As the Goodwill Games ended last night, one question will override the dozens of others that have been bandied about during the 17 days of competition: Was this a one-time, thanks-for-the-memories extravaganza?

Or, was this the beginning of something that will grow bigger and better as the years pass?

Less than one year ago, Ted Turner went to his top people and, in the words of his No. 2 man, Robert Wussler, said, "Do this."

And so they did. In 11 months, they pieced together the first major Olympics-style games in 10 years that featured U.S. and Soviet athletes. They put the deal together with the Soviets, put it on the Turner Broadcasting System and attracted a good deal of attention by the very fact that it came off.

There were even some sublime moments: Sergei Bubka's world record in the pole vault; Ben Johnson's stunning 9.95 100 meters; Vladimir Salnikov's world-record 800-meter swim; the U.S. women's basketball team's stunning 23-point victory over the seemingly unbeatable Soviets.

For moments like those and others, the Goodwill Games were significant. But there were also problems, not the least of which was that interest in the games, even in the Soviet Union and in the United States, was limited.

The rest of the world had no reason to care much. Although Turner and the Soviets bragged about the 77 nations that were represented, this was little more than a dual meet, as the medal count proved. The Soviets dominated and the United States was second. The two countries won more than 80 percent of the medals.

But even in the United States and Soviet Union, the public interest level was minimal. Most of the events took place in half-filled arenas here and the TV ratings in the United States were awful. Turner's people had hoped the games would catch on at home as they went on, but the schedule was so stacked in the first week -- track, swimming, basketball -- that there was little to attract viewers in the second week, especially with U.S. gymnasts and boxers getting badly beaten.

If the Goodwill Games proved anything, it is that the Soviets are way ahead of the Americans in preparing for the 1988 Olympics in most sports. They were overwhelming in boxing, wrestling, water polo, gymnastics, team handball and women's volleyball. The United States looked strong in men's volleyball and women's basketball, did well with a second-line swimming team and was respectable in track and field.

Turner had a tough time selling advertisers on these games. Only Pepsi-Cola ($10 million) took a big plunge. Other advertisers who got in later will be entitled to some of their money back because of the low ratings.

In 1990, when the games are scheduled to be held in Seattle, the U.S.-Soviet matchup will be no novelty. All indications now are that the Soviets will agree to participate in the 1988 Olympics in Seoul. If that happens, why would advertisers, TV viewers and the media be interested in the Seattle games?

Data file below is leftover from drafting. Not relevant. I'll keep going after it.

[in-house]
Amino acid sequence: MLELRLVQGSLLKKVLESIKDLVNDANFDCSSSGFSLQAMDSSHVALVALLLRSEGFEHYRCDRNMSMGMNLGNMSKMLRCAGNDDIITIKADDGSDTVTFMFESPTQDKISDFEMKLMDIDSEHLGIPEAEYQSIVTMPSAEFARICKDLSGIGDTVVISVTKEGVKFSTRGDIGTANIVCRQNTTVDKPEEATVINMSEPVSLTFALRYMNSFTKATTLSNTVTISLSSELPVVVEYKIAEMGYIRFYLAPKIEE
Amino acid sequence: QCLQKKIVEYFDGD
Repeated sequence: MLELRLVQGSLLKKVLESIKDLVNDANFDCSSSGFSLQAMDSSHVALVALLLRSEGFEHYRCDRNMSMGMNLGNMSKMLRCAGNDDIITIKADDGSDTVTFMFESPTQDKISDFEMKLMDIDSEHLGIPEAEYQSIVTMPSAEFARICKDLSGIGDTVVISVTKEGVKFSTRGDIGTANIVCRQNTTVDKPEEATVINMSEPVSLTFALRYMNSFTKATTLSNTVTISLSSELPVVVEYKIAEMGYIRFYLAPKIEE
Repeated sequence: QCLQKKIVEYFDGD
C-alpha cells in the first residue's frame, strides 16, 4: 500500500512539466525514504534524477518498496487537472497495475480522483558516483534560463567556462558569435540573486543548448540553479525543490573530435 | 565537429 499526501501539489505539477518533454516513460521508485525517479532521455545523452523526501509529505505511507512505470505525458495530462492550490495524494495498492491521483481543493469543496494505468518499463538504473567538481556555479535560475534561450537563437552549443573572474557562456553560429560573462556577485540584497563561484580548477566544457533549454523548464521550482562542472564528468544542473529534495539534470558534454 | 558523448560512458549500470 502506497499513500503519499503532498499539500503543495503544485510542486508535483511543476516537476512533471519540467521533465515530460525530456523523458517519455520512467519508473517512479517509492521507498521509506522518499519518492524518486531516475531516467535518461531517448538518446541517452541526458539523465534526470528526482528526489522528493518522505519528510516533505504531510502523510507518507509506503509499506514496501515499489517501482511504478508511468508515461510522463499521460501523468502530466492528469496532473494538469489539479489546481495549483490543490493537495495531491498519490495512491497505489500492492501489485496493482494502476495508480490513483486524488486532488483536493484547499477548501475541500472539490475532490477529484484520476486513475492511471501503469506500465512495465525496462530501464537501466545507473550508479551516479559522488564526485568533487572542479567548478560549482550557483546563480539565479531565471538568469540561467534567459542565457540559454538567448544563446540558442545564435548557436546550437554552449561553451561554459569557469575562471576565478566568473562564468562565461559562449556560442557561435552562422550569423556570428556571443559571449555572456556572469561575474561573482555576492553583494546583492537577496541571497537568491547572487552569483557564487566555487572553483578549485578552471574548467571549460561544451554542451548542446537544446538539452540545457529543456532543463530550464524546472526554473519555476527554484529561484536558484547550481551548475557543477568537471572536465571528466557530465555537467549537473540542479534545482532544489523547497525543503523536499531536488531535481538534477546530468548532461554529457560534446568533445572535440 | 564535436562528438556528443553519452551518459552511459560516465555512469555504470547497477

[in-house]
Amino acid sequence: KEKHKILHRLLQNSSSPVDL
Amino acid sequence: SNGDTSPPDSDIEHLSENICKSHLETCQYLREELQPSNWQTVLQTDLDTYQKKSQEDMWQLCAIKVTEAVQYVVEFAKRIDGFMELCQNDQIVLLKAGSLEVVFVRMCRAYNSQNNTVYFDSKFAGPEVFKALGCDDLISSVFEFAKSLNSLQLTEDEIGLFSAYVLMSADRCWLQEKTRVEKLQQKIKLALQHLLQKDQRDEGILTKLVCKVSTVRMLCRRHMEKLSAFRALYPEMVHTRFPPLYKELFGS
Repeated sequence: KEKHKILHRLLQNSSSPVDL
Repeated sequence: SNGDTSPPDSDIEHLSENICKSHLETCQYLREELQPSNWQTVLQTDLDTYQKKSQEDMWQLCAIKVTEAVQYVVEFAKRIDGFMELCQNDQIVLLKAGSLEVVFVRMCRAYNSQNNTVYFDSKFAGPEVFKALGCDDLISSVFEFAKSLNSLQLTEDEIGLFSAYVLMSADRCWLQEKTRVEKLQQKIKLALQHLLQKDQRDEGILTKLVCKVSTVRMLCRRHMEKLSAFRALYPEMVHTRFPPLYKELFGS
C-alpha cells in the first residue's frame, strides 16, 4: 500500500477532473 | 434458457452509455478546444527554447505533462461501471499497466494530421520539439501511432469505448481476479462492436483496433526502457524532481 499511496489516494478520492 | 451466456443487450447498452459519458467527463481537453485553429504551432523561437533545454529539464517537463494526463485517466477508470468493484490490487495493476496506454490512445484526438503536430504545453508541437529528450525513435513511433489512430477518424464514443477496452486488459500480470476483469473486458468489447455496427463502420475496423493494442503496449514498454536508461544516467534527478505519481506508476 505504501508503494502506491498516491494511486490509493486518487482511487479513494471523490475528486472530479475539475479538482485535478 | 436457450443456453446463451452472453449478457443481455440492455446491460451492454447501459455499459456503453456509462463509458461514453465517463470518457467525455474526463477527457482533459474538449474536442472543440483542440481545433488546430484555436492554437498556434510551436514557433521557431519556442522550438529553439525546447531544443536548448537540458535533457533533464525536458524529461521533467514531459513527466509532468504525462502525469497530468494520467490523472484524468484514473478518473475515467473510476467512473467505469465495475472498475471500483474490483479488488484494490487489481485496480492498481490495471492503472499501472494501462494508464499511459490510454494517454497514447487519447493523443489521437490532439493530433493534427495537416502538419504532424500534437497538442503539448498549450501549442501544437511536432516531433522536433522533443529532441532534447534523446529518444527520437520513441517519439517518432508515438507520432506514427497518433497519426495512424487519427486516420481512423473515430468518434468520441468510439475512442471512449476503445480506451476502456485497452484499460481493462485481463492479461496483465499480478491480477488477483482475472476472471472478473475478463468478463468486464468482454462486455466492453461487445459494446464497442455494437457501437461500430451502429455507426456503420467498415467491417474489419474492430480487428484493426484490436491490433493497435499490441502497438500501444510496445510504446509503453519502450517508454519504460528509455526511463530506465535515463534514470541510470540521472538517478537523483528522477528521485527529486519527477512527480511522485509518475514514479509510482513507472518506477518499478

"Because we'll have four years to get it put together," Wussler insisted. "Eleven months is not a lot of time to do something like this. Sure, we're disappointed by the crowds here and the ratings at home. But remember, there were 30,000 empty seats at the first Super Bowl. I wonder how many people showed up at the first World Series.

"We will sell most of the tickets for the Seattle games by 1988. And, we'll get the advertising sold, too. Will the Soviets come? I think so. If they don't, we have an arbitration mechanism that would be settled in Helsinki. But I don't think it will come to that."

Turner remains gung-ho for the concept. The Soviets also are gung-ho. Their athletes performed well here, they reasserted their dominance in many sports and the propaganda value of the games seemed endless.

Every day it seemed Pravda or Tass had at least one story quoting various people praising the Goodwill Games, the superb organization by the Soviets, the hospitality, the brilliant performances by all the athletes.

Without a doubt, there was good reason for these games, even if amidst all the talk of peace and harmony the bottom line for Turner was money and publicity and the bottom line for the Soviets was propaganda.

Perhaps U.S. boxer Harvey Richards, after being knocked silly by one of the Soviet boxers, explained best why all this was worthwhile. "This is disappointing to lose this way," he said. "But you know, I still can't believe that I'm actually in Moscow. You know what I mean? With all that's been said and all the bad feelings between us and the Russians, here I am in Moscow. I'm glad I got the chance to do it."

The next major event on the Olympic calendar will be the October meeting of the International Olympic Committee in Lausanne, Switzerland, to decide 1992 Olympic sites.

Representatives of candidates for both the Winter and Summer Games were here, handing out public relations messages and posters. Most observers now think that the Barcelona-Paris fight over the Summer Games will be resolved with Barcelona getting the Summer Games and Albertville, France, getting the Winter Games as a consolation prize.

IOC President Juan Antonio Samaranch, who is Spanish, badly wants to deliver the Summer Games to Barcelona. Giving France the Winter Games now appears a likely way to keep the French from fighting too hard to try to wrest away the Summer Games.